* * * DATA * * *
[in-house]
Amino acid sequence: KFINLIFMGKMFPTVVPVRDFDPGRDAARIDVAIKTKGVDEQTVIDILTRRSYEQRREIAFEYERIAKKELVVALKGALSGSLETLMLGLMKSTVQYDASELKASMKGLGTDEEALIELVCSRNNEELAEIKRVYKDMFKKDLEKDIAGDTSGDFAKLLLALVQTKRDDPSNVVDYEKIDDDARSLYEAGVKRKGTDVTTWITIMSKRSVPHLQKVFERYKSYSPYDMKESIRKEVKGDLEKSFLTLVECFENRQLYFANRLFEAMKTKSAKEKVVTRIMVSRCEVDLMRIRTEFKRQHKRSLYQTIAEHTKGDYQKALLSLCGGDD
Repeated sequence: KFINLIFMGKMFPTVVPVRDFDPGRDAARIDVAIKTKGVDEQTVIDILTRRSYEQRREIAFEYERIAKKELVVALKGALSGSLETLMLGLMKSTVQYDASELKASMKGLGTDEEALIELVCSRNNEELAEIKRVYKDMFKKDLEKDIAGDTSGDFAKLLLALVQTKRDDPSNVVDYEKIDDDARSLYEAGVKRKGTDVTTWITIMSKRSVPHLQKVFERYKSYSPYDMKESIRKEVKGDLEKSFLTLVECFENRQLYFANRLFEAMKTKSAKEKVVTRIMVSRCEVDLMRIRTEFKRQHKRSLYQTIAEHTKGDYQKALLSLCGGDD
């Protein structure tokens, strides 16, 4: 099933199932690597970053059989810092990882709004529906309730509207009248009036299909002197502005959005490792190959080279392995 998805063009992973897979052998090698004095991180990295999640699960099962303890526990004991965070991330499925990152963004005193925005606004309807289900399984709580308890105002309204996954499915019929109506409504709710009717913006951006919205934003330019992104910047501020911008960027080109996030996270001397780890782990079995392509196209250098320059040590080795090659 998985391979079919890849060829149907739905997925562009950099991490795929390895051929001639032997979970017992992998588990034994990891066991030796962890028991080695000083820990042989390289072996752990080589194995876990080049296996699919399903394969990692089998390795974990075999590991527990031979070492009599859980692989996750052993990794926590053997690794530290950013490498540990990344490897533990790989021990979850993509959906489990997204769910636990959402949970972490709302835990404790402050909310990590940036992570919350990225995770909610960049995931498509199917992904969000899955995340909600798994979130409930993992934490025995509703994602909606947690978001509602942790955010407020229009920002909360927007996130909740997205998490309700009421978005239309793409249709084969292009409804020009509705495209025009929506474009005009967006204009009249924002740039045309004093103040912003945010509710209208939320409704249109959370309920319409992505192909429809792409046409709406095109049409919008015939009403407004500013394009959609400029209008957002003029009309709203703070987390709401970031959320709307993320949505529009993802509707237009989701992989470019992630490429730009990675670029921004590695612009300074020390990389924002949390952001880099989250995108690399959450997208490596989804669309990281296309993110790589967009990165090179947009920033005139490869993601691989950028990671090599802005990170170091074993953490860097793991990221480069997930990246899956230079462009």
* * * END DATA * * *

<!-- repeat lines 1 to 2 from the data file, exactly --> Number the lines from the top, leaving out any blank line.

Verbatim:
[in-house]
Amino acid sequence: KFINLIFMGKMFPTVVPVRDFDPGRDAARIDVAIKTKGVDEQTVIDILTRRSYEQRREIAFEYERIAKKELVVALKGALSGSLETLMLGLMKSTVQYDASELKASMKGLGTDEEALIELVCSRNNEELAEIKRVYKDMFKKDLEKDIAGDTSGDFAKLLLALVQTKRDDPSNVVDYEKIDDDARSLYEAGVKRKGTDVTTWITIMSKRSVPHLQKVFERYKSYSPYDMKESIRKEVKGDLEKSFLTLVECFENRQLYFANRLFEAMKTKSAKEKVVTRIMVSRCEVDLMRIRTEFKRQHKRSLYQTIAEHTKGDYQKALLSLCGGDD